(ii) Notwithstanding paragraph (d)(2)(i)(C) of this section, a non-part 2 treating provider may record information about a substance use disorder (SUD) and its treatment that identifies a patient. This is permitted and does not constitute a record that has been re-disclosed under part 2, provided that any SUD records received from a part 2 program or other lawful holder are segregated or segmented. The act of recording information about a SUD and its treatment does not by itself render a medical record which is created by a non-part 2 treating provider subject to the restrictions of this part 2.

(e) Explanation of applicability—(1) Coverage. These regulations cover any information (including information on referral and intake) about patients receiving diagnosis, treatment, or referral for treatment for a substance use disorder created by a part 2 program. Coverage includes, but is not limited to, those treatment or rehabilitation programs, employee assistance programs, programs within general hospitals, school-based programs, and private practitioners who hold themselves out as providing, and provide substance use disorder diagnosis, treatment, or referral for treatment. However, the regulations in this part would not apply, for example, to emergency room personnel who refer a patient to the intensive care unit for an apparent overdose, unless the primary function of such personnel is the provision of substance use disorder diagnosis, treatment, or referral for treatment and they are identified as providing such services or the emergency room has promoted itself to the community as a provider of such services.

(2) Federal assistance to program required. If a patient's substance use disorder diagnosis, treatment, or referral for treatment is not provided by a part 2 program, that patient's record is not covered by the regulations in this part. Thus, it is possible for an individual patient to benefit from federal support and not be covered by the confidentiality regulations because the program in which the patient is enrolled is not federally assisted as defined in paragraph (b) of this section. For example, if a federal court placed an individual in a private for-profit program and made a payment to the program on behalf of that individual, that patient's record would not be covered by the regulations in this part unless the program itself received federal assistance as defined by paragraph (b) of this section.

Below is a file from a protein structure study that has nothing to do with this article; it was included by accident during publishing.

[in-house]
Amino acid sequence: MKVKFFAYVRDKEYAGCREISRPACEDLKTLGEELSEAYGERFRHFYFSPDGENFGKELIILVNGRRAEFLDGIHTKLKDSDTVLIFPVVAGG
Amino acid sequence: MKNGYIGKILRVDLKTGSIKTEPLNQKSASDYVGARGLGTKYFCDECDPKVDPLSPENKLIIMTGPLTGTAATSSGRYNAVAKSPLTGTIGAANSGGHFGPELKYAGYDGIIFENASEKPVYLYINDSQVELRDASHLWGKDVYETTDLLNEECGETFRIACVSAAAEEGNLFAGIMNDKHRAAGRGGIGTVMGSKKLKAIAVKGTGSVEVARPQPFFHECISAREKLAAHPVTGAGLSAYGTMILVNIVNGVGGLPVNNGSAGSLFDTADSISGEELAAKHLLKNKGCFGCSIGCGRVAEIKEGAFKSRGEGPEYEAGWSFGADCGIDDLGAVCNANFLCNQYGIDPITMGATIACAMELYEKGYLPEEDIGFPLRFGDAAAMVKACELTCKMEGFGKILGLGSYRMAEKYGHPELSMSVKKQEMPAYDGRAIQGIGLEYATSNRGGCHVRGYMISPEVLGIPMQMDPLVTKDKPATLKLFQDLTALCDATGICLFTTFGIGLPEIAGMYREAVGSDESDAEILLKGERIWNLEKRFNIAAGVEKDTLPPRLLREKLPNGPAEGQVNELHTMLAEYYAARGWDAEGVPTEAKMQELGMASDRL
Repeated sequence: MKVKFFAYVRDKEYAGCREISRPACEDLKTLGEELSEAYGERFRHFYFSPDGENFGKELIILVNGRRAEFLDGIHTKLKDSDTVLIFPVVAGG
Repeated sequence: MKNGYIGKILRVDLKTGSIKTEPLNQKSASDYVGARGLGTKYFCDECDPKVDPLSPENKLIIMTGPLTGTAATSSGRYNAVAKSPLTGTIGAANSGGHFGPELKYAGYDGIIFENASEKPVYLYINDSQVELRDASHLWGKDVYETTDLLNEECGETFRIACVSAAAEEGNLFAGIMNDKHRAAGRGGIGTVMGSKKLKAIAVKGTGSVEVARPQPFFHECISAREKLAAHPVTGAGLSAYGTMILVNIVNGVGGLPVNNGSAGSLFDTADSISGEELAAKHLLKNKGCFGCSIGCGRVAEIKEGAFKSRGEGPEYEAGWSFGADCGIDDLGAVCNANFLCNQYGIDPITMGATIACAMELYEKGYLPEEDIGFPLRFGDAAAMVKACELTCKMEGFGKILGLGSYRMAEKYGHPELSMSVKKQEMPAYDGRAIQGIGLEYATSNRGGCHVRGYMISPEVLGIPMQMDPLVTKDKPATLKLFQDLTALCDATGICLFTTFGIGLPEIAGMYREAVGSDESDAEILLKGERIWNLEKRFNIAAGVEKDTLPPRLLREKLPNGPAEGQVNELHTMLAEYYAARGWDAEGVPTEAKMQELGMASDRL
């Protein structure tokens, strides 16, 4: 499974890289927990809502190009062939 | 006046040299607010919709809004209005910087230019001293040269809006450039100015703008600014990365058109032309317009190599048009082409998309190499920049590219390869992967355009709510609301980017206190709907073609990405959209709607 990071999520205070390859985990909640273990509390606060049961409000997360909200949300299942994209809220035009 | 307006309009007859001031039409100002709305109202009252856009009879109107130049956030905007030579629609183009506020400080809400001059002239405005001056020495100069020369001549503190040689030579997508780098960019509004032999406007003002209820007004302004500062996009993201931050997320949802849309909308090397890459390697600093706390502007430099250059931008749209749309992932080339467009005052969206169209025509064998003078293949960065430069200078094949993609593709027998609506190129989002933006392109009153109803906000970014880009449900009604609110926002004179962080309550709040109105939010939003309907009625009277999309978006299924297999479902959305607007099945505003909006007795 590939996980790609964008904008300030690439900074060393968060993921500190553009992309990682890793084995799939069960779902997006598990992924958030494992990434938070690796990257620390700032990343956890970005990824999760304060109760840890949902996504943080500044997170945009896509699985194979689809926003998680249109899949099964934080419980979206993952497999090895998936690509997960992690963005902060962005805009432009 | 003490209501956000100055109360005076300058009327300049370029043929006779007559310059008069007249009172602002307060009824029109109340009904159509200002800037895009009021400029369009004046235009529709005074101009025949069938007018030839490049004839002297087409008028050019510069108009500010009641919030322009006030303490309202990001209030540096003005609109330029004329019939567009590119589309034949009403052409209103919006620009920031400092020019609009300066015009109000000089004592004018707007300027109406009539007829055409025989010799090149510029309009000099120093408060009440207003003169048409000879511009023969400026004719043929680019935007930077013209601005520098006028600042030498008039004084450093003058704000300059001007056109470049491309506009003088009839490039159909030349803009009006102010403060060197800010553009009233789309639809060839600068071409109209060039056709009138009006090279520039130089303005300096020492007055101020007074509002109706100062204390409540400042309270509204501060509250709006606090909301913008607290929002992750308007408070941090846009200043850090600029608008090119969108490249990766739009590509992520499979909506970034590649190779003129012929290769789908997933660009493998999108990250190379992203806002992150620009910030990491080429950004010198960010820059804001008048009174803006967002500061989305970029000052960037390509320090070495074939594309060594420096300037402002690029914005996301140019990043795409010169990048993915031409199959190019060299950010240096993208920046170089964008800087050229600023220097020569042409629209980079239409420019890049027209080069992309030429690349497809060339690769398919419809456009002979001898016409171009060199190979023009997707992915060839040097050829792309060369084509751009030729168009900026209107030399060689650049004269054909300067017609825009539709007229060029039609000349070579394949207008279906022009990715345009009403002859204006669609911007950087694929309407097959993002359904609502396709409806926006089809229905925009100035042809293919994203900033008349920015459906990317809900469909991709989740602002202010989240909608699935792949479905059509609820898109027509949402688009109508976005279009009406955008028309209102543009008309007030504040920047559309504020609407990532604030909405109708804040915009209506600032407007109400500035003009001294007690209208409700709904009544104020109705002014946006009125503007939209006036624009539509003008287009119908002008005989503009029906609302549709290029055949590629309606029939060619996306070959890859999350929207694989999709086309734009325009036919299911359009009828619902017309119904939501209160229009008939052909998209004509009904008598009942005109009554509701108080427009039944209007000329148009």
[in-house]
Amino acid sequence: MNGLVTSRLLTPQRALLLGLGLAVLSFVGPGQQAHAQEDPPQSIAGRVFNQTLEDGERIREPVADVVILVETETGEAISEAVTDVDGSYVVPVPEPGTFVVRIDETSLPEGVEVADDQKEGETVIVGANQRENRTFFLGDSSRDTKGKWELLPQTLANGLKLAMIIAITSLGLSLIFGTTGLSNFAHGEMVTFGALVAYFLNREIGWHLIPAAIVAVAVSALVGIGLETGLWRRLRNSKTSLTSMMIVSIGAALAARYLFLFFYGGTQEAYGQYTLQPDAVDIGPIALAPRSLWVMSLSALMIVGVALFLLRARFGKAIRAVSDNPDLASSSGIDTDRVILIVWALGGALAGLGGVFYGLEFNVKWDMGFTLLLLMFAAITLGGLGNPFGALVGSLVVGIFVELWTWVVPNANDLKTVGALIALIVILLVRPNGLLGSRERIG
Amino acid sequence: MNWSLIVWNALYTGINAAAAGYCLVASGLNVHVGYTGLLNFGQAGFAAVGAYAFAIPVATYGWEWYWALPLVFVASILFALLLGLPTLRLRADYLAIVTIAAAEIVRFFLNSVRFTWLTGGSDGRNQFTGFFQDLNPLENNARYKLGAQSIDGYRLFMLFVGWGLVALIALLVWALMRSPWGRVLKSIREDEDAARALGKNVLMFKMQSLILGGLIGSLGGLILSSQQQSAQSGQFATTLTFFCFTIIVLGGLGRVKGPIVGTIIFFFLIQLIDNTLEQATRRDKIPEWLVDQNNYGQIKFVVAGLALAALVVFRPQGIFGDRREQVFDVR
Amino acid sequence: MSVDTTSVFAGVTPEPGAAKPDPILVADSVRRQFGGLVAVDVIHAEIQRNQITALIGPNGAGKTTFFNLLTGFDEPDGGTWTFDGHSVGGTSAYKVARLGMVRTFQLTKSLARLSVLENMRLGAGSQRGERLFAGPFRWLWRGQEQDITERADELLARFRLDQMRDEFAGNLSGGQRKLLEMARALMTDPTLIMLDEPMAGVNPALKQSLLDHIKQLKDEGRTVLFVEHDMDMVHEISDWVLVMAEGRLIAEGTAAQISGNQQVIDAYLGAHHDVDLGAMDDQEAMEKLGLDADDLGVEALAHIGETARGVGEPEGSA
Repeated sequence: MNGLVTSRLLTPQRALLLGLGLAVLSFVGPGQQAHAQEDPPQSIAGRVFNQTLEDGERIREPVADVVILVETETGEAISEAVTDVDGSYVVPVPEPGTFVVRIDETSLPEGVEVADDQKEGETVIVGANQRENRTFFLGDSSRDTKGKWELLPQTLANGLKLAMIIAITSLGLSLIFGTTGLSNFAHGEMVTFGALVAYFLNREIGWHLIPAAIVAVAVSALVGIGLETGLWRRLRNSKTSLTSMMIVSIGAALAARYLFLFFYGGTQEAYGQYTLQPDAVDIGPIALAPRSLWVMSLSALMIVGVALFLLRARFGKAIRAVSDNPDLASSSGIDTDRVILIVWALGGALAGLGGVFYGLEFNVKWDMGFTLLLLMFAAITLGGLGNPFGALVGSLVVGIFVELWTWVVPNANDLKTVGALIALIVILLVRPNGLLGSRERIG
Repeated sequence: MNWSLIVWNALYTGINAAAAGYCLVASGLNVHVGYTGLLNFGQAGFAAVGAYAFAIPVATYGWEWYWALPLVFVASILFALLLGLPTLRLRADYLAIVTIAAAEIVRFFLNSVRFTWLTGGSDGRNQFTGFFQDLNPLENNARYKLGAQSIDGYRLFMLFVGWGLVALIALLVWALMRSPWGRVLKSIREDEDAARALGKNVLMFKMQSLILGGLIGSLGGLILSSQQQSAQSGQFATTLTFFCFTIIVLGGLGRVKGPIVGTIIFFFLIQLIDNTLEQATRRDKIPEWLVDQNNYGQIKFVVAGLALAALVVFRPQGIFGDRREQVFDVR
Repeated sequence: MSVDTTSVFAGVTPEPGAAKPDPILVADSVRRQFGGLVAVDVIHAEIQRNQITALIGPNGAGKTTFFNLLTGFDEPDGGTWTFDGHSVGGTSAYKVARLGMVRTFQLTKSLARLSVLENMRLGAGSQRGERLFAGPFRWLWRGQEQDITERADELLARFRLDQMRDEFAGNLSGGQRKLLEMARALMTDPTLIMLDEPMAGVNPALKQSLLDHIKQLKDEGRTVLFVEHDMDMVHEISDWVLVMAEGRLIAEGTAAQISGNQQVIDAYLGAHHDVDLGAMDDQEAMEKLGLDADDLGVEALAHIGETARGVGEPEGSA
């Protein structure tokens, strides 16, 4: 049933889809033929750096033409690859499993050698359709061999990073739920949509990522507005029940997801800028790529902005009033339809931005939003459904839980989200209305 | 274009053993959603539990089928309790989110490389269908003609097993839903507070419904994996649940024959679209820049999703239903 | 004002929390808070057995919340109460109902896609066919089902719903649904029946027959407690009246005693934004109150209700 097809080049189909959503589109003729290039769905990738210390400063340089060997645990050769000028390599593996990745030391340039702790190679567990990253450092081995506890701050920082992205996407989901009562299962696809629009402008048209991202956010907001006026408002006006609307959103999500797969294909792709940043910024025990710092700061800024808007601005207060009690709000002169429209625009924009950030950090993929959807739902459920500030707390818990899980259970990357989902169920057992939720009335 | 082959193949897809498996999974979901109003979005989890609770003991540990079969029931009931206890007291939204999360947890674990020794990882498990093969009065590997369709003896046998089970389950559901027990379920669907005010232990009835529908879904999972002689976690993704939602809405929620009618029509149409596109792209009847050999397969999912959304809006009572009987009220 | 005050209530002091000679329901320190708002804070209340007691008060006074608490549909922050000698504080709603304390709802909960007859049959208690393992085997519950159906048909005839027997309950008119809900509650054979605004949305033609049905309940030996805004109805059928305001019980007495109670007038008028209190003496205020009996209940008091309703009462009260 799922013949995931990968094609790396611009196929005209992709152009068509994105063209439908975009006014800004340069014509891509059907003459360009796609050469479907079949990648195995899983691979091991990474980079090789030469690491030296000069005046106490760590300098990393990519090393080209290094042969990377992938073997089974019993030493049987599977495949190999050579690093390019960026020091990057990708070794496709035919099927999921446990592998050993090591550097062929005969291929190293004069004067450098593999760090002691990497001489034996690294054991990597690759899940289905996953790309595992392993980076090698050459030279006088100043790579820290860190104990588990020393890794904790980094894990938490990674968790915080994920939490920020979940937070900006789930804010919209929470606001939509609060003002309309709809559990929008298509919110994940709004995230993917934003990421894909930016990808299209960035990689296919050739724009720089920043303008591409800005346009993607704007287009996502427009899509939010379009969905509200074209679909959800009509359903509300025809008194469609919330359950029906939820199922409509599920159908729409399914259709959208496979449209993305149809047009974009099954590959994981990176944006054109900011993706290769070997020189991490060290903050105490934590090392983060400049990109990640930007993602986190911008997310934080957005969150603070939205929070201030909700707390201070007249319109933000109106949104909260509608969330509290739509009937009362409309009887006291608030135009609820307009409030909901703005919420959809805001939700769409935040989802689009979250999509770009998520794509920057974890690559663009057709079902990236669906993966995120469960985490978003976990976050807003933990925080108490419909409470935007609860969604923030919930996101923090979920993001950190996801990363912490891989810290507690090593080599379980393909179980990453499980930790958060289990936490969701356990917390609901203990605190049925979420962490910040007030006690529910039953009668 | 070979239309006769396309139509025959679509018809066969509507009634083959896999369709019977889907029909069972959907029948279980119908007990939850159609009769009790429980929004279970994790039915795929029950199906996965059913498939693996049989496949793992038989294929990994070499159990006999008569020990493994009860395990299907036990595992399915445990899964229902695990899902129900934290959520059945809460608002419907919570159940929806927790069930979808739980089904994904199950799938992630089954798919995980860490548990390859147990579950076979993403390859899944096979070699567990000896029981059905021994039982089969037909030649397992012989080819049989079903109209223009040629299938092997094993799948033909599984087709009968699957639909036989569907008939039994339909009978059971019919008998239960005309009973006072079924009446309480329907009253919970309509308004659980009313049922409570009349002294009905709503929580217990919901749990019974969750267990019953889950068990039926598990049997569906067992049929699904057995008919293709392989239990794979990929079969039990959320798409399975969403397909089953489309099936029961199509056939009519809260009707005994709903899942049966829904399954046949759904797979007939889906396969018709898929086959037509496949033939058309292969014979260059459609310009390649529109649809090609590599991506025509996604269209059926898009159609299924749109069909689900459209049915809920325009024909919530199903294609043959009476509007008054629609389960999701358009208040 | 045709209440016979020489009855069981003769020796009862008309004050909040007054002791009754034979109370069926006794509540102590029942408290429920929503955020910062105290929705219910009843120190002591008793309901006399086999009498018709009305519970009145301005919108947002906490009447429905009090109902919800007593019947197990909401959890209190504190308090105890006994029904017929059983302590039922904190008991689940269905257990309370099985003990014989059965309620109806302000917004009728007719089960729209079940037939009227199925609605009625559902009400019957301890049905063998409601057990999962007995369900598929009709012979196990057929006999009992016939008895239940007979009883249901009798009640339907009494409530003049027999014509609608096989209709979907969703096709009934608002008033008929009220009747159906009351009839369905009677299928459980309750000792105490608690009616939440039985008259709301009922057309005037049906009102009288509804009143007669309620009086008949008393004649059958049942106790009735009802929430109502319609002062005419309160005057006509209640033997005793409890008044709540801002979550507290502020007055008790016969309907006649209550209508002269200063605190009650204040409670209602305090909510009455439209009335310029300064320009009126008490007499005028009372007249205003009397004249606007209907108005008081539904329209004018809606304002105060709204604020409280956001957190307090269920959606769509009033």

(3) Information to which restrictions are applicable. Whether a restriction applies to the use or disclosure of a record affects the type of records which may be disclosed. The restrictions on disclosure apply to any part 2-covered records which would identify a specified patient as having or having had a substance use disorder. The restriction on use of part 2 records to bring criminal charges against a patient for a crime applies to any records obtained by the part 2 program for the purpose of diagnosis, treatment, or referral for treatment of patients with substance use disorders. (Restrictions on use and disclosure apply to recipients of part 2 records under paragraph (d) of this section.)

(4) How type of diagnosis affects coverage. These regulations cover any record reflecting a diagnosis identifying a patient as having or having had a substance use disorder which is initially prepared by a part 2 provider in connection with the treatment or referral for treatment of a patient with a substance use disorder. A diagnosis prepared by a part 2 provider for the purpose of treatment or referral for treatment, but which is not so used, is covered by the regulations in this part. The following are not covered by the regulations in this part:

(i) Diagnosis which is made solely for the purpose of providing evidence for use by law enforcement agencies or officials; or

(ii) A diagnosis of drug overdose or alcohol intoxication which clearly shows that the individual involved does not have a substance use disorder (e.g., involuntary ingestion of alcohol or drugs or reaction to a prescribed dosage of one or more drugs).

[82 FR 6115, Jan. 18, 2017, as amended at 85 FR 43036, July 15, 2020]